top of page



More than 6500 rapes and sexual assaults - some against children under 13 - have been committed in hospitals in England and Wales over nearly four years


Only 265 people (4.1 per cent) are known to have been charged for these offences. 


The horrifying statistics - covering the lockdown period when hospitals were said to be more secure - reveal that at least 2088 rapes and 4451 sexual assaults (total: 6539) in hospitals were recorded by police forces in the UK since January 2019. One in 7 of the crimes - or 266 a year - occurred on hospital wards. 


The figures have been uncovered by researchers at Women’s Rights Network who sent Freedom of Information (FoI) requests to 43 police forces in England, Scotland, Wales and Northern Ireland.

Of the 35 forces to respond, shocking crimes were uncovered including:

WRN Hospitals FOI Report.png

  • The rape of a female child under 13 and also the rape of a female over 16 by multiple offenders in West Midlands hospitals

  • Three rapes of a female under 16 in Cambridgeshire 

  • Six rapes of girls under 13 in Lancashire


Although the FoI responses do not record the sex of the victims, national data shows that fewer than five per cent of rape victims are men so it is reasonable to assume that most victims were female.

But the WRN investigation also uncovered:

  • Thirteen rapes of males over the age of 16 — with one incident involving multiple offenders.

  • The sexual assault of a male child under the age of 13 in a Cambridgeshire hospital


Despite the fact that hospitals are closely monitored by CCTV and wards often have secure entry systems, only 4.1 per cent are known to have resulted in a charge or summons. Five forces – City of London, Durham, Devon and Cornwall, Northamptonshire and North Yorkshire – did not issue a single summons or charge a single suspect for any of the 334 sexual assaults in their areas.


The damning figures are probably 'the tip of an iceberg of indifference' around the safety of NHS patients and staff as some forces gave inadequate information. Police Scotland did not provide any figures due to alleged cost constraints and of those in England and Wales who did respond:


  • Seven forces provided incomplete responses

  • Five did not give information on the number of assaults that occurred on hospital wards

  • Three did not provide information about the number of people charged or summonsed. 

"These statistics are jaw-dropping. We began this investigation because a number of members raised concerns about the safety of women and children on NHS wards, but we are horrified at what we have uncovered.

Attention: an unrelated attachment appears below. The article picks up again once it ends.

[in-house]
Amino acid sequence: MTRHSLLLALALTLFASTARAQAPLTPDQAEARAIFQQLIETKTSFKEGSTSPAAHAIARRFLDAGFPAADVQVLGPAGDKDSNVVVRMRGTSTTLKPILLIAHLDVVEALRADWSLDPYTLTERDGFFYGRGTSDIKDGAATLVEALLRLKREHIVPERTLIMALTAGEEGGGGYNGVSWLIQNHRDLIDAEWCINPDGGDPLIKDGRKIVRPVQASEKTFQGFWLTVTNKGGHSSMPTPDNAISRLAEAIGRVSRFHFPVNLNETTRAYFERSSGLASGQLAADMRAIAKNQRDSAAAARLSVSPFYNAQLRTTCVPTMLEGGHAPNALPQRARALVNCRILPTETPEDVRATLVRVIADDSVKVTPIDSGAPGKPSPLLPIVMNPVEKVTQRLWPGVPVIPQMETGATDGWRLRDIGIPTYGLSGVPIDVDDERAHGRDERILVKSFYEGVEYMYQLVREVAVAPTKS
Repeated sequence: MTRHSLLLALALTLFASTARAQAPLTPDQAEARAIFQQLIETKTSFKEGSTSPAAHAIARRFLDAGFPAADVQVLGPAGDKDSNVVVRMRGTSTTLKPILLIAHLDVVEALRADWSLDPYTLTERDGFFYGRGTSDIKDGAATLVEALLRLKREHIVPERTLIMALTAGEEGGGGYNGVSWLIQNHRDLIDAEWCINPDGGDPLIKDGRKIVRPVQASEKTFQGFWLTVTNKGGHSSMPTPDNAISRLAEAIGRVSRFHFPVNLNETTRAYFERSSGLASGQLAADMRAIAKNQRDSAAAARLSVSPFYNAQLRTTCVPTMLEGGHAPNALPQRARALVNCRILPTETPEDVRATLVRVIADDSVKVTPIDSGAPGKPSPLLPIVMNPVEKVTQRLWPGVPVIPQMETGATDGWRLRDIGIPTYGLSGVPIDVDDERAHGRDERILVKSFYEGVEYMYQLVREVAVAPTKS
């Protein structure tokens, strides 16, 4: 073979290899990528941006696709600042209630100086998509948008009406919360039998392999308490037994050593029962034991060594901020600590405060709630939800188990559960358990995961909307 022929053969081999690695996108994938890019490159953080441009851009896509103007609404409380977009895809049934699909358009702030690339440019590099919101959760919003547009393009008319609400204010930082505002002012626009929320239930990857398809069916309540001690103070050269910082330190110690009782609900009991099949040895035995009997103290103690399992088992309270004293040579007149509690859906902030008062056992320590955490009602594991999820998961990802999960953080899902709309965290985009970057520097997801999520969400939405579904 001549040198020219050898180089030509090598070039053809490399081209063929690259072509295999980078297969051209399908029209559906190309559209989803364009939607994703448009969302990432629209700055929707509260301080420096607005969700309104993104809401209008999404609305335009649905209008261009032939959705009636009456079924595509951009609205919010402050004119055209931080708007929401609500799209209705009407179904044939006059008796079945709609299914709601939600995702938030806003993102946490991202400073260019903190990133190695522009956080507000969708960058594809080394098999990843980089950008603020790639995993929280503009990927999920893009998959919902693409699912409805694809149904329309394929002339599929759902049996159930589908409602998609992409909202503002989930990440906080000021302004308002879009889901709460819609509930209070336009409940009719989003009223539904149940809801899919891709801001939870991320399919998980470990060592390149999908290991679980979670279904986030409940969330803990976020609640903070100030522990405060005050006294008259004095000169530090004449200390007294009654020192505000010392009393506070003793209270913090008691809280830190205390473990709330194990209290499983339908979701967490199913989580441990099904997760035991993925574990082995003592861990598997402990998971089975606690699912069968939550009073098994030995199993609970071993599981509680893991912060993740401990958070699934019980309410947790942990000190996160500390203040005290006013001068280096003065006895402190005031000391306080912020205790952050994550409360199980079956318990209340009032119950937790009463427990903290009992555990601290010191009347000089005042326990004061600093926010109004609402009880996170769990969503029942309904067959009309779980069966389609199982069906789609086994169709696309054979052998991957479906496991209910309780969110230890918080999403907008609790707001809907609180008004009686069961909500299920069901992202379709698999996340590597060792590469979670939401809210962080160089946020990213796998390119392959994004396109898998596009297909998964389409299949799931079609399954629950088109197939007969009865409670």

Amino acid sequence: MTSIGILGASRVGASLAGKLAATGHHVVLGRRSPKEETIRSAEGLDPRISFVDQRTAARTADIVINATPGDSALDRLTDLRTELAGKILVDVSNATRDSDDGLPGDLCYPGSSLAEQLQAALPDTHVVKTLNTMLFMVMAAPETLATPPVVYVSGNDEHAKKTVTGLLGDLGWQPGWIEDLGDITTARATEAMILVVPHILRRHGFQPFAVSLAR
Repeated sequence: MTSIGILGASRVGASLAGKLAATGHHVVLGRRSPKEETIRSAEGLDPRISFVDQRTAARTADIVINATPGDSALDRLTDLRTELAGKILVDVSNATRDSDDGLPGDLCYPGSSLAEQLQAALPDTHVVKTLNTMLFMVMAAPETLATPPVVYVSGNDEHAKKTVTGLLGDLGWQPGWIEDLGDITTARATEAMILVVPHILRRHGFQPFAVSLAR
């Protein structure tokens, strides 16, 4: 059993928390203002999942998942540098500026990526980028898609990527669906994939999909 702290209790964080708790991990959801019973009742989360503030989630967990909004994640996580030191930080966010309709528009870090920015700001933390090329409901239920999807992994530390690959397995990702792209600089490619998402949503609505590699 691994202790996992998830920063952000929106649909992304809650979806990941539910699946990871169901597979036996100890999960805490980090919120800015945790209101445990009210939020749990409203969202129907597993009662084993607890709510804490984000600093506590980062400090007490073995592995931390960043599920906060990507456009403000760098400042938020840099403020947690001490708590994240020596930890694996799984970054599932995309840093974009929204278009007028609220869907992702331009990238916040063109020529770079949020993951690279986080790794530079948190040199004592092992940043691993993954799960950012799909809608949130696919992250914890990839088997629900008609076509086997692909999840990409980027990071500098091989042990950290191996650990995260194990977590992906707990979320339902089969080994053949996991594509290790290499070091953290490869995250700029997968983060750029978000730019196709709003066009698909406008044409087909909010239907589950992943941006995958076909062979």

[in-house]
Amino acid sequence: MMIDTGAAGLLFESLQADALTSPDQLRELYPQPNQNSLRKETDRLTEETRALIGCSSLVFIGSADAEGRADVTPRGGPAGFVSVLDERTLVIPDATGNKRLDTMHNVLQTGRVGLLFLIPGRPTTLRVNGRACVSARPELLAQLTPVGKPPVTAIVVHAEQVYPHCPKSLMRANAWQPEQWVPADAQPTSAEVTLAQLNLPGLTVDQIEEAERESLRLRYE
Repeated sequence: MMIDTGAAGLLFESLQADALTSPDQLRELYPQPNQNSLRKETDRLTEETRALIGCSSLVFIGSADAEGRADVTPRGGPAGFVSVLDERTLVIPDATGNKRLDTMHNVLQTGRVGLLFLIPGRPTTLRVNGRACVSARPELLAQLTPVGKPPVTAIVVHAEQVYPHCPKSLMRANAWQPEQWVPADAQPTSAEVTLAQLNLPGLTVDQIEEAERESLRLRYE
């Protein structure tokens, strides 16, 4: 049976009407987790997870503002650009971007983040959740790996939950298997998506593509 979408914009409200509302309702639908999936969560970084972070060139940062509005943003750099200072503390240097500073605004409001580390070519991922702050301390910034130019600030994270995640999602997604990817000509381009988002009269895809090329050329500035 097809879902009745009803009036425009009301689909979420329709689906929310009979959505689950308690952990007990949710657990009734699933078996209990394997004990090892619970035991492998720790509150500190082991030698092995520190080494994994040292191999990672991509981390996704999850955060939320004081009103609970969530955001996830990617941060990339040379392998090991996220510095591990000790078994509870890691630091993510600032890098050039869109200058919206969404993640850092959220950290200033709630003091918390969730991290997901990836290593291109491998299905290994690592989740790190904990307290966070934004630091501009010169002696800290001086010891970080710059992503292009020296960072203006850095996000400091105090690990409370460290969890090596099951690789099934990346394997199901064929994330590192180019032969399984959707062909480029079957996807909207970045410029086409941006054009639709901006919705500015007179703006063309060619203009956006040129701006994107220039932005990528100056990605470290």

The volume of sexual assaults and rapes is even more horrific when you consider that this data covers the pandemic, when much of the country was in lockdown and hospitals were supposedly even more vigilant.


Hospitals are places where everyone - patients, staff and visitors - should feel completely safe. But rapes and violent assaults are taking place every week in hospitals. To add to the horror, those men committing the crimes are getting away with it. 


A charge rate of 4.1 percent is appalling - the hospitals and police are failing women and children yet again."

Heather Binning, founder of WRN 

Jo Phoenix, Professor of Criminology and Deputy Head of the Law School at Reading University and a member of the Women's Rights Network Academic Unit is author of the WRN's report: 'When We Are At Our Most Vulnerable'.  

"The figures that WRN has uncovered are shocking and prove that NHS Trusts are failing in their duty to protect both patients and staff. Further, the fact that 95.9 per cent of all reports were either no-further-actioned or not recorded is also truly appalling. Although there are no reasons given within the research for this alarmingly low figure, what is clear is that there appears to be ingrained inertia in dealing with this safeguarding and policing failure."

Jo Phoenix, report author

The Women's Rights Network is calling on NHS authorities, the Care Quality Commission and police constabularies to formally acknowledge this hidden domain of sexual violence. We urge:


  • The Home Office to require police constabularies to record the full data about sexual violence in hospitals, including location, sex of victim and alleged perpetrator.

  • NHS authorities to signpost procedures which encourage staff to report safeguarding concerns and to take their safeguarding responsibilities seriously. 

  • Apply single sex exemptions for hospital wards to ensure that women and girls in particular are adequately protected. 

  • Protect staff from sexual assault while at work and to record appropriate data so that there is a better understanding of these crimes. 

  • Review existing safety measures and assess the need to install additional CCTV and/or door-entry systems

In The Media

bottom of page